And so it goes: off we go, one month with the monsters in South-East Asia. Malaysia (Kuala Lumpur) and Indonesia (Bali & Nusa Penida).
Those of you who read our previous ‘adventures’ might wonder … Why back to places we’ve been a couple of times before?
For one, it is ‘affordable’.
We could afford two weeks Europe, sure. Even three or four if we camp, drive to Eastern Europe instead of France, Swiss, or Great Britain. And that would be nice as well. Agreed.
But one month South-East Asia is not only affordable, surely not. If money were the only deciding factor, we’d stay at home. Or would we? Imagine. A dinner in a restaurant in our Belgian hometown. A day at a theme park, with the obligatory ice-cream, parking fee, maybe some merchandising at the exit… Catching a movie. A visit to wave at whichever newborn baby elephant, bonobo or rhino is on display at the zoo. All this with three kids … Staying home is definitely not cheap. And – I risk to offend some people – surely not if you are teachers and have two months of holiday. Lucky us poor teachers. J
One month South-East Asia is of course more than just affordable. It is seeing exciting culture and nature, and, when you are all cultured and natured out, jumping in your cool swimming pool, enjoying a five person meal for 20 euro or a two hour massage for 8. (A bit more expensive if you go for the hot stones.) One month South-East Asia is your own Airbnb-villa in between the rice paddies, for a week, with housekeeping, a private pool, four bedrooms etc etc. It is affordable luxurious travel. It means hotels with bellboys carrying your luggage up to you room, with ‘valet parking’ and with rooftop pool, spa and sauna facilities, with breakfast buffets, banana pancakes and fresh papaya juice. The Capri by Fraser in Kl, for example: three bedrooms, two bathrooms. Sounds pretty decadent to you? Maybe it is. Maybe it isn’t. Well, I wouldn’t call it flash-packing anymore. Check the prices if you want (hit the links), it is all still quite reasonable. And renting out your own house while your travelling helps, for one.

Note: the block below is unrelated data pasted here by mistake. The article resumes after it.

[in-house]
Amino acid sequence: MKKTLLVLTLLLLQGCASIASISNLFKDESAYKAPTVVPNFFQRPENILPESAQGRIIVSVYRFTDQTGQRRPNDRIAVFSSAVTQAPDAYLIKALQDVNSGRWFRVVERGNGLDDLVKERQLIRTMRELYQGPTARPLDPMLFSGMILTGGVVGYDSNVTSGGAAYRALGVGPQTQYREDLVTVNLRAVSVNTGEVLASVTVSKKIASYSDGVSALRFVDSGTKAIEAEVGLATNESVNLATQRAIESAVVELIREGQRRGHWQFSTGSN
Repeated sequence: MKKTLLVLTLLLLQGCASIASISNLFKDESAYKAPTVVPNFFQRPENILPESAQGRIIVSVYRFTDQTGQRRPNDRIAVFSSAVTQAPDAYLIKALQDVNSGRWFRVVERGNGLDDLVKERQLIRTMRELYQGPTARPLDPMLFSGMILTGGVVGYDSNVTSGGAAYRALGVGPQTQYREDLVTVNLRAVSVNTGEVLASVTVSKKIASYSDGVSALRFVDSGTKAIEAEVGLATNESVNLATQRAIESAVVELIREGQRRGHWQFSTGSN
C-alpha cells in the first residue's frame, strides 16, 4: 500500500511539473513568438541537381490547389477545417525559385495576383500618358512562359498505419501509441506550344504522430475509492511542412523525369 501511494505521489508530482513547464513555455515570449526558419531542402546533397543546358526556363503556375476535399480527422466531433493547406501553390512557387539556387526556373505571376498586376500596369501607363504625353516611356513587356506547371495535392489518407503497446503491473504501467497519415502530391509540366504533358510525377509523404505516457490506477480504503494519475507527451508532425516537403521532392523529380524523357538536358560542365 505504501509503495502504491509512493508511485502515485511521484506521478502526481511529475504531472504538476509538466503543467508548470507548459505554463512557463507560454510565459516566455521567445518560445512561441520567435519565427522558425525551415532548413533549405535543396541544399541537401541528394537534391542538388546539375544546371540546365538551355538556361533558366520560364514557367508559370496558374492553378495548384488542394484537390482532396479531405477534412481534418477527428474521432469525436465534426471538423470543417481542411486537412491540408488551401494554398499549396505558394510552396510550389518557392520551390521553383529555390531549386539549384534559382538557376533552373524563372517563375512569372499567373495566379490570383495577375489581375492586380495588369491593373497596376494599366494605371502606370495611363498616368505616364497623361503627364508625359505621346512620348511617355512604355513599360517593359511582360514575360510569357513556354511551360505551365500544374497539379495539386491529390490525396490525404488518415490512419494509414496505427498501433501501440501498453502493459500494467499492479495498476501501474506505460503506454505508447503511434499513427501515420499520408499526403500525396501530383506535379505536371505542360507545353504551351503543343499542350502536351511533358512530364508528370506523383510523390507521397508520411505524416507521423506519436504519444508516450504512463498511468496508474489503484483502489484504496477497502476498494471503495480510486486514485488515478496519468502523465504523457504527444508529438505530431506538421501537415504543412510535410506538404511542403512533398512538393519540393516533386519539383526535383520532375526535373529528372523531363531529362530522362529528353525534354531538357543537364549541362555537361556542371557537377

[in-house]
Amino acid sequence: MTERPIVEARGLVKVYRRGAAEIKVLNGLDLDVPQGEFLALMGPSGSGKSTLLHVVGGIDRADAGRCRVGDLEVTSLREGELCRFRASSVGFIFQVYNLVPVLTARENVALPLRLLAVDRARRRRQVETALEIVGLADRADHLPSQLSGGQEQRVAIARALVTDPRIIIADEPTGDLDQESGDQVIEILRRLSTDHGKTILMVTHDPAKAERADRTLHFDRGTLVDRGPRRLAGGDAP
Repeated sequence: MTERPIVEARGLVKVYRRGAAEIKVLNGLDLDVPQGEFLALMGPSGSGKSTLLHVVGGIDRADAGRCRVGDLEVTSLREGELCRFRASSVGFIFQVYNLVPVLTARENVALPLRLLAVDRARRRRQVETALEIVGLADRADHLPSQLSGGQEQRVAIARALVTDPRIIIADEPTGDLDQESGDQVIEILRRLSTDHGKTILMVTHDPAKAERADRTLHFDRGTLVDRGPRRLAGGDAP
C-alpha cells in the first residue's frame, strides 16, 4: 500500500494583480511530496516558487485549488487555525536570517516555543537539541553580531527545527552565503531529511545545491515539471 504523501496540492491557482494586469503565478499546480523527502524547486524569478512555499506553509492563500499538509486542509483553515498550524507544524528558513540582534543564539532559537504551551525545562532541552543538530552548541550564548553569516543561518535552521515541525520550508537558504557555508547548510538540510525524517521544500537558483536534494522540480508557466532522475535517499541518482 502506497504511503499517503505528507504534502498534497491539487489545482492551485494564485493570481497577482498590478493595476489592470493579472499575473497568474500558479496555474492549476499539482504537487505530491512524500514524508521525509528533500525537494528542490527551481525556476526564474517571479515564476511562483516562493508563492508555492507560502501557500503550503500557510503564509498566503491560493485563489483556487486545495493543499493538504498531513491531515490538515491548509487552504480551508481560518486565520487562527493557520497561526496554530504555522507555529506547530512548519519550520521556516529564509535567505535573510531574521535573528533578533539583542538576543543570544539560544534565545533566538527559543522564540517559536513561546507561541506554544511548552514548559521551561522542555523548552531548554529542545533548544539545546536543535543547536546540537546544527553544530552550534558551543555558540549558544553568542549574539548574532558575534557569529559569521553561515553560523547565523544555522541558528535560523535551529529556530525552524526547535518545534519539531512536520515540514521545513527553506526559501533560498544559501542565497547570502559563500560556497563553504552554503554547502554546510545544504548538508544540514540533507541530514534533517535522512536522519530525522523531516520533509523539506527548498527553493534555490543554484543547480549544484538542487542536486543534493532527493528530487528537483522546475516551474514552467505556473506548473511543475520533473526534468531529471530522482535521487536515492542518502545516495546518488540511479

We did do all the backpacker hopping about, the dirt cheap rice meals that send you to the bathroom all night. Always being on the lookout for the cheapest flea-inflected guesthouse, sleeping in Moroccan shitholes, scratching or bums in stinking rooms on Kathmandu’s Freak Street, gasping for air in the cupboards-with-matrass in Singapore and in scorching rooftop shacks in heat waved-Delhi, with aluminum walls and a broken fan.
But when it comes to travelling with kids, a bit of luxury helps. And, okay, let’s be honest, you get used to it. On top of that, safety is an issue of course, and so is hygiene. India is obviously still out of the question, South-America is dodgier, and more expensive.
Lux will be four on this trip, Marie-Lou is six, Ella eight.
It is getting easier: no more diapers, no more teeth pushing through the gums, less tantrums. More drama-queen-behavior though, and also more opinions. I want pizza! I want a cool pool! Luckily for them, mum and dad also want a cool pool. But dad hopes we’ll also hit Nepal in a couple of years, do a trek in the Himalayas, or the Inca Trail in Peru, maybe go see the lions in Uganda, or catch a wave in Australia (the monsters that is, not mum and dad).
But this summer South-East Asia it is: three weeks Bali and Nusa Penida (an island to the east of Bali), plus a short week Kuala Lumpur (mainly to visit a friend, and because of the yummy Indian food and the cheap Airasia flights to Indonesia). So beaches, spider monkeys, gently rolling rice fields, maybe a volcano (Who knows? From afar? Could happen…) and each house its own statue of a Buddhist god, a black and white checkered sari draped around its stone waist, warungs serving steaming dishes topped with creamy coconut milk sauce, peanut butter dressing, some grilled scampi, fresh mango and rambutan. And a smile on every face. No complaints here.
So right now, we are looking out over Kuala Lumpur, from our room on the 26th floor. No jetlag so far, but tired because of lack of sleep. We just came back from Simply Mel’s, a restaurant 5 minutes walking distance from our hotel, situated in Bangsar, ‘an amazing neighbourhood full of both expats as well as middle and upper class locals living there. Bangsar is a mere 10 minutes from KLCC and is situated upon a hill boasting glorious views of the skyline, Bangsar is also known for its thriving nightlife and street markets.’  In Simply Mel’s we had delicious curries, flavoured with loads of ginger, onion fritters, pineapple pickled with sambal, fried rice … Great food. A ‘little bit’ spicy though. The waiters, as always, were laughing and brought extra tissues and ice water.
When we had finished our meal, a tropical storm hit us, rain torrents, heavy lightning and thunder, and, of course, a hysterical Marie-Lou.
We welcome your advice.